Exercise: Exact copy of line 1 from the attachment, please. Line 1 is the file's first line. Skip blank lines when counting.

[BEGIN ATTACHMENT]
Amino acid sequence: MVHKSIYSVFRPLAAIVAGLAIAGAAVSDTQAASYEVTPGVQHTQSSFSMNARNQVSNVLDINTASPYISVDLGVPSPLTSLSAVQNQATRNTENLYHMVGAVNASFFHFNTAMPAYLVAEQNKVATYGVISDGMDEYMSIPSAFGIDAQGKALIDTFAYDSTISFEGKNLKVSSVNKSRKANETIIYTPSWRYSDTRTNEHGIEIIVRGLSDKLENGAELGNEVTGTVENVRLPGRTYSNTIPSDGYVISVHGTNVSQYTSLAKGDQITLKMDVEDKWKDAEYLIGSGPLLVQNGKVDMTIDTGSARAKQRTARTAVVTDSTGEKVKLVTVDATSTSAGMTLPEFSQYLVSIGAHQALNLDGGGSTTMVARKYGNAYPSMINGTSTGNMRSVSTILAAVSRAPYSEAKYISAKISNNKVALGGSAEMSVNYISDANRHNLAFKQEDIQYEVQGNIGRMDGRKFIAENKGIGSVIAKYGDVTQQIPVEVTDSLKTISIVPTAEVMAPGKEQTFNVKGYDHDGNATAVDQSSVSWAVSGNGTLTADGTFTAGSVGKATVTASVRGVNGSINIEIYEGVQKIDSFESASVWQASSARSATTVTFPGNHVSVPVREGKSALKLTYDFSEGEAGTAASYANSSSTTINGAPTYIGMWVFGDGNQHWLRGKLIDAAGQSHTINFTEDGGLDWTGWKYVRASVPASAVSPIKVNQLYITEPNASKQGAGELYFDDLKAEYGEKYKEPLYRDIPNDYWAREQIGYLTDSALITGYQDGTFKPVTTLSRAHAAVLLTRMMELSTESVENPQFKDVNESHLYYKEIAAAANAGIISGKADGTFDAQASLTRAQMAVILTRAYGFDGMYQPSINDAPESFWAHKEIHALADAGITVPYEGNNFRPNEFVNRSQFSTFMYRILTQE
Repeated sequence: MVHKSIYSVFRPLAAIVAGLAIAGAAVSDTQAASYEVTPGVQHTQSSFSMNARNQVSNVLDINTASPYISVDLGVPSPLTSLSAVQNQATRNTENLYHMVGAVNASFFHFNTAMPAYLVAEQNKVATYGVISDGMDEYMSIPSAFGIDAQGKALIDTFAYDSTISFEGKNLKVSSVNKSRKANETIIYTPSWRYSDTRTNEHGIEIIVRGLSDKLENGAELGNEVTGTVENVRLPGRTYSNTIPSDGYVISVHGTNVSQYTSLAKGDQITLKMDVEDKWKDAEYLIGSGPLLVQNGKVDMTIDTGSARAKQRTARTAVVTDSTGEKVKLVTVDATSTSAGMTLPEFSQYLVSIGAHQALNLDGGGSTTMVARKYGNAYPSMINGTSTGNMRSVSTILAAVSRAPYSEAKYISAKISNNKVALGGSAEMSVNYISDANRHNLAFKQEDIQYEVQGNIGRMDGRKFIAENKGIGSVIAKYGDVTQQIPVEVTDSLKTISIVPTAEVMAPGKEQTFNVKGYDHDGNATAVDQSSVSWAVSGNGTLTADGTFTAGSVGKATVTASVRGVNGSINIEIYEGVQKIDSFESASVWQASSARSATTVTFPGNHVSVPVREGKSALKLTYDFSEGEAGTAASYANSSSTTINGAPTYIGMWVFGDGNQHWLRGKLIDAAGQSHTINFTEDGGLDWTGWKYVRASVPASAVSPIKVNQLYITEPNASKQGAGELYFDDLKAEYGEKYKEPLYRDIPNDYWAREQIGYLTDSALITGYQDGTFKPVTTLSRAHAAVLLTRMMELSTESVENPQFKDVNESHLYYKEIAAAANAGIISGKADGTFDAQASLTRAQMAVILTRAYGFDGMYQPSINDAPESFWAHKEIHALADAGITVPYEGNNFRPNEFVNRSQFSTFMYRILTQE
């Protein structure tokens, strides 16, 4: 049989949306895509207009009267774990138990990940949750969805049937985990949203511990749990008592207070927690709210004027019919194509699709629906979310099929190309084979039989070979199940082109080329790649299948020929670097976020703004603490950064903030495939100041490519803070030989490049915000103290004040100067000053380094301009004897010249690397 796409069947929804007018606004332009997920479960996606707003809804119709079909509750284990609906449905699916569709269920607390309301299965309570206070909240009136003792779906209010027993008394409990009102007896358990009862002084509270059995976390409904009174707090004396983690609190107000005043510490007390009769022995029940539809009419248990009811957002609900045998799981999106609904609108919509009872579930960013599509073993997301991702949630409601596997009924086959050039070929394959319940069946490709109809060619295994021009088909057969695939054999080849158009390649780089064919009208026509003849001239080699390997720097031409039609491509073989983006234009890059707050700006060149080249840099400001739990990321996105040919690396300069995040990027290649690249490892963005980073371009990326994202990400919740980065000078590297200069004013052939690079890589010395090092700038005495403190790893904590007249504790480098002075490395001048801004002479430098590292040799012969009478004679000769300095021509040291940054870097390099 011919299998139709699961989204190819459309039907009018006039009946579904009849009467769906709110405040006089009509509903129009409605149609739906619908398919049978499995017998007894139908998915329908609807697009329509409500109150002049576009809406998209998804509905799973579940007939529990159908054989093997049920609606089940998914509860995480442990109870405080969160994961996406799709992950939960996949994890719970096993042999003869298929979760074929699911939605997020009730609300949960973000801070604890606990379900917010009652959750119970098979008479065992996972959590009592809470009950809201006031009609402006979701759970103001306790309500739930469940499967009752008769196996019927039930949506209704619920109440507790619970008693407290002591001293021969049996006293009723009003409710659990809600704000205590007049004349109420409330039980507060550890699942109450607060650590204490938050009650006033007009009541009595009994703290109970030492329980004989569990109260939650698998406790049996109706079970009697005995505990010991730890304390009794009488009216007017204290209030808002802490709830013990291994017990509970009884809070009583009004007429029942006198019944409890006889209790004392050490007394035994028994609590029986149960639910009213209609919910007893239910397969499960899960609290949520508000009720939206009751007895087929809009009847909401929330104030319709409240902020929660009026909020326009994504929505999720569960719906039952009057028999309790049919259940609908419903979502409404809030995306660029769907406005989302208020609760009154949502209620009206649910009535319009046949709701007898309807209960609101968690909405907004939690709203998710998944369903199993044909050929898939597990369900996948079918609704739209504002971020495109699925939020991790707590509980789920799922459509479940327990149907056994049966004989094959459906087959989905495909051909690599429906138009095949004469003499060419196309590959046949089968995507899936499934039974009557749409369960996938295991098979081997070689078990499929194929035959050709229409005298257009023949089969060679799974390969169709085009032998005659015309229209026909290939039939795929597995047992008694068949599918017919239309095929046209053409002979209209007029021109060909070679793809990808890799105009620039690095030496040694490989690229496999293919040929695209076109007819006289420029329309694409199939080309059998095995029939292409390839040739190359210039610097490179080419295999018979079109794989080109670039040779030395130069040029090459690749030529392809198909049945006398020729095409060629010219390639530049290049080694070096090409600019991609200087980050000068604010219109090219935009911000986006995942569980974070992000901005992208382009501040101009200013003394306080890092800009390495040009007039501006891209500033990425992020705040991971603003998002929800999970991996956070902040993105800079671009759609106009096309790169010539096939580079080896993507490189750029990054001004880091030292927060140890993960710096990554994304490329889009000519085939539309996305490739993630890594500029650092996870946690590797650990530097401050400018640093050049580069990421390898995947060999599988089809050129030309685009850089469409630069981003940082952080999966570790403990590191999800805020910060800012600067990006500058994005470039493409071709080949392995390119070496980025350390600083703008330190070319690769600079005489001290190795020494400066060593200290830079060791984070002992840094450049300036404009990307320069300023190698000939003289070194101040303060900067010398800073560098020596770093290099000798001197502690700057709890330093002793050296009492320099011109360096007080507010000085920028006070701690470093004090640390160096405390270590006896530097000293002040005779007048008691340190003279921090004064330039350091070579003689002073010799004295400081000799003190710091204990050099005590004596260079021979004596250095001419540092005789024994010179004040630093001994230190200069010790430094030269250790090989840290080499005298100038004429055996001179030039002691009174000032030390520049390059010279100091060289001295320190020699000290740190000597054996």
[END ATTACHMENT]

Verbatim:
Amino acid sequence: MVHKSIYSVFRPLAAIVAGLAIAGAAVSDTQAASYEVTPGVQHTQSSFSMNARNQVSNVLDINTASPYISVDLGVPSPLTSLSAVQNQATRNTENLYHMVGAVNASFFHFNTAMPAYLVAEQNKVATYGVISDGMDEYMSIPSAFGIDAQGKALIDTFAYDSTISFEGKNLKVSSVNKSRKANETIIYTPSWRYSDTRTNEHGIEIIVRGLSDKLENGAELGNEVTGTVENVRLPGRTYSNTIPSDGYVISVHGTNVSQYTSLAKGDQITLKMDVEDKWKDAEYLIGSGPLLVQNGKVDMTIDTGSARAKQRTARTAVVTDSTGEKVKLVTVDATSTSAGMTLPEFSQYLVSIGAHQALNLDGGGSTTMVARKYGNAYPSMINGTSTGNMRSVSTILAAVSRAPYSEAKYISAKISNNKVALGGSAEMSVNYISDANRHNLAFKQEDIQYEVQGNIGRMDGRKFIAENKGIGSVIAKYGDVTQQIPVEVTDSLKTISIVPTAEVMAPGKEQTFNVKGYDHDGNATAVDQSSVSWAVSGNGTLTADGTFTAGSVGKATVTASVRGVNGSINIEIYEGVQKIDSFESASVWQASSARSATTVTFPGNHVSVPVREGKSALKLTYDFSEGEAGTAASYANSSSTTINGAPTYIGMWVFGDGNQHWLRGKLIDAAGQSHTINFTEDGGLDWTGWKYVRASVPASAVSPIKVNQLYITEPNASKQGAGELYFDDLKAEYGEKYKEPLYRDIPNDYWAREQIGYLTDSALITGYQDGTFKPVTTLSRAHAAVLLTRMMELSTESVENPQFKDVNESHLYYKEIAAAANAGIISGKADGTFDAQASLTRAQMAVILTRAYGFDGMYQPSINDAPESFWAHKEIHALADAGITVPYEGNNFRPNEFVNRSQFSTFMYRILTQE